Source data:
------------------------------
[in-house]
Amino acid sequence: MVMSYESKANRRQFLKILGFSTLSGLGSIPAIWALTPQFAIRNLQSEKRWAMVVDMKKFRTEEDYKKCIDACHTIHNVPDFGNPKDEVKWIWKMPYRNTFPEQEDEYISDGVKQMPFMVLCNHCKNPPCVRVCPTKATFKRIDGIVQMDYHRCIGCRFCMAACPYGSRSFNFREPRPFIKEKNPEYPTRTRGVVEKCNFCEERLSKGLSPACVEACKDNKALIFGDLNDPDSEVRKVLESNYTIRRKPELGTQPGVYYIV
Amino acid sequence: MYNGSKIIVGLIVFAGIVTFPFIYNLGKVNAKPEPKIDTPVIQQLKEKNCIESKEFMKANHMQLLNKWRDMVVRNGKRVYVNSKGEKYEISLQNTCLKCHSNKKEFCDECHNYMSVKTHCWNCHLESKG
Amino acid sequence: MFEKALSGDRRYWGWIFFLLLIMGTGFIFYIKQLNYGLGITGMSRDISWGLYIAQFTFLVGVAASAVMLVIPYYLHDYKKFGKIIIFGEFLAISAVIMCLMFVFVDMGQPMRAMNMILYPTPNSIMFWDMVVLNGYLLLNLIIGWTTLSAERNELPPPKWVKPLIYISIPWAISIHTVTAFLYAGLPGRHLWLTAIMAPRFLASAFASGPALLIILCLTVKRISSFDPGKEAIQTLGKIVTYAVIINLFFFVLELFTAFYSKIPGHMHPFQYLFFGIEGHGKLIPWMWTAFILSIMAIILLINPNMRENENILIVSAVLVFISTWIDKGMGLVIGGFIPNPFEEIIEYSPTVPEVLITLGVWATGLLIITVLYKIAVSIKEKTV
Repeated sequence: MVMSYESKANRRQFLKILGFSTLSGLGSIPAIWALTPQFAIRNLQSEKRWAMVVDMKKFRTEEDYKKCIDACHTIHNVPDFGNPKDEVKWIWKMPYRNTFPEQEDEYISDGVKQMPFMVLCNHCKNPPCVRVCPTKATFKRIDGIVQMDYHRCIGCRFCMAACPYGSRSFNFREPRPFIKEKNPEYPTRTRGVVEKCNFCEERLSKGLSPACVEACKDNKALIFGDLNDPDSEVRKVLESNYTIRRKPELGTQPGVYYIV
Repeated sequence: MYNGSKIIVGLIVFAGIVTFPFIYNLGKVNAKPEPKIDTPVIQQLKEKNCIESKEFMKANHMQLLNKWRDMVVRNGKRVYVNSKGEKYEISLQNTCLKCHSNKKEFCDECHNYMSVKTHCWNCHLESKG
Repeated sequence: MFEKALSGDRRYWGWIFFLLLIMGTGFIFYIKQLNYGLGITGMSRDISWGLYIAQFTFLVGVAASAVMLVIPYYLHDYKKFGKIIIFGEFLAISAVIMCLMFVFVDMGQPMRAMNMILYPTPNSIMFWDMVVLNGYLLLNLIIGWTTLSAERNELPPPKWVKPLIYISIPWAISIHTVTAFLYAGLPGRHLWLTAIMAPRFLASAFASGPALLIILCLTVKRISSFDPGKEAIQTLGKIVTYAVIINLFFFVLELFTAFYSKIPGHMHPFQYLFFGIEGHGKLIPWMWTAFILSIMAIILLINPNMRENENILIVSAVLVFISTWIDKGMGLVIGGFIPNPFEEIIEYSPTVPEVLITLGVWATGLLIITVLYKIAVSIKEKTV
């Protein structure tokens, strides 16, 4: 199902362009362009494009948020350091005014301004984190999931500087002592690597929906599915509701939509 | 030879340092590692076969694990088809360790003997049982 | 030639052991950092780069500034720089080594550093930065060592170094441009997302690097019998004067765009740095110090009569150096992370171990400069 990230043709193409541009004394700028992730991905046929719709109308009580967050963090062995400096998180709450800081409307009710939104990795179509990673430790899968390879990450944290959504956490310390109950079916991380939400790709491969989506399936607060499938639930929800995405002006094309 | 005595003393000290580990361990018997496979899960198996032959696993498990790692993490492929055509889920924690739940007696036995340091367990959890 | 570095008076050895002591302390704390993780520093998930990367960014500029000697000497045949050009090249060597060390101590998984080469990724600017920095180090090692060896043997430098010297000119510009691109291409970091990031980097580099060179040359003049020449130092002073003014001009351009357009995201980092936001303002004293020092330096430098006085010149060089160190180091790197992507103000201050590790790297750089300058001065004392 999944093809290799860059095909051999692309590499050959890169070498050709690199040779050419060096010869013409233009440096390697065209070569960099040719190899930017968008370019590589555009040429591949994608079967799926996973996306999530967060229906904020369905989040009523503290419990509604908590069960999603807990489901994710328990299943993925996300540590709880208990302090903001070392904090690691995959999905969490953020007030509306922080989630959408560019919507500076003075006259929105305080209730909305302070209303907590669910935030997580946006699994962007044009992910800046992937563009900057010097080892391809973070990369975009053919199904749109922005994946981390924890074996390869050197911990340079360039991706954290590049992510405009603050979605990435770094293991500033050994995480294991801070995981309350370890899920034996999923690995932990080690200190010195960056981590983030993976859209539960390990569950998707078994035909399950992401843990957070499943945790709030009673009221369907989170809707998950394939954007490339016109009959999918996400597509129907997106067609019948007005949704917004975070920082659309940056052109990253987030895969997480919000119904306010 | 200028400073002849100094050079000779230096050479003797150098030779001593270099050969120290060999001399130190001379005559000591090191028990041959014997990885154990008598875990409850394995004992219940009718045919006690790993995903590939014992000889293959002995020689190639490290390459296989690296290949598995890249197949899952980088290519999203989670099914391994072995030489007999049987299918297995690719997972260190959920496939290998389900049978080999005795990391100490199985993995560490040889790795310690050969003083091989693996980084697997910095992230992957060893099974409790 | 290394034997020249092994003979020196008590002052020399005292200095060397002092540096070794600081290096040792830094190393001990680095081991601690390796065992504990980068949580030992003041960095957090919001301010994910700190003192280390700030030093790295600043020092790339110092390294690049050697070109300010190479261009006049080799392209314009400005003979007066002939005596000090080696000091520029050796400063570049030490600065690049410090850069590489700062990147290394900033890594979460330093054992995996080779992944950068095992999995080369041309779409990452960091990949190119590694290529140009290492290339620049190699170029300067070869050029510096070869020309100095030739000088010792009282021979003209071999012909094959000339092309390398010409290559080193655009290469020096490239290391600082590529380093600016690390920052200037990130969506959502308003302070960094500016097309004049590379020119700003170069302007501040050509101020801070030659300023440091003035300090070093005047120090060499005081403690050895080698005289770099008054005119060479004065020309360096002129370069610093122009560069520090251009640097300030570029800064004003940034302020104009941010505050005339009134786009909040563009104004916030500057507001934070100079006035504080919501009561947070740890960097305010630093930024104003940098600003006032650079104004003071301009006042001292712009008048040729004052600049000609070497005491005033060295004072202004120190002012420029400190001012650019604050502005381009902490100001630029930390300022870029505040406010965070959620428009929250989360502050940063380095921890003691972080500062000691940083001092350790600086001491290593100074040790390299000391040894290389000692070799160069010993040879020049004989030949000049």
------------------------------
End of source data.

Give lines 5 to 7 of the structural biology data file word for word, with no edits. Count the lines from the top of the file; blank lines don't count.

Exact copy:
Repeated sequence: MVMSYESKANRRQFLKILGFSTLSGLGSIPAIWALTPQFAIRNLQSEKRWAMVVDMKKFRTEEDYKKCIDACHTIHNVPDFGNPKDEVKWIWKMPYRNTFPEQEDEYISDGVKQMPFMVLCNHCKNPPCVRVCPTKATFKRIDGIVQMDYHRCIGCRFCMAACPYGSRSFNFREPRPFIKEKNPEYPTRTRGVVEKCNFCEERLSKGLSPACVEACKDNKALIFGDLNDPDSEVRKVLESNYTIRRKPELGTQPGVYYIV
Repeated sequence: MYNGSKIIVGLIVFAGIVTFPFIYNLGKVNAKPEPKIDTPVIQQLKEKNCIESKEFMKANHMQLLNKWRDMVVRNGKRVYVNSKGEKYEISLQNTCLKCHSNKKEFCDECHNYMSVKTHCWNCHLESKG
Repeated sequence: MFEKALSGDRRYWGWIFFLLLIMGTGFIFYIKQLNYGLGITGMSRDISWGLYIAQFTFLVGVAASAVMLVIPYYLHDYKKFGKIIIFGEFLAISAVIMCLMFVFVDMGQPMRAMNMILYPTPNSIMFWDMVVLNGYLLLNLIIGWTTLSAERNELPPPKWVKPLIYISIPWAISIHTVTAFLYAGLPGRHLWLTAIMAPRFLASAFASGPALLIILCLTVKRISSFDPGKEAIQTLGKIVTYAVIINLFFFVLELFTAFYSKIPGHMHPFQYLFFGIEGHGKLIPWMWTAFILSIMAIILLINPNMRENENILIVSAVLVFISTWIDKGMGLVIGGFIPNPFEEIIEYSPTVPEVLITLGVWATGLLIITVLYKIAVSIKEKTV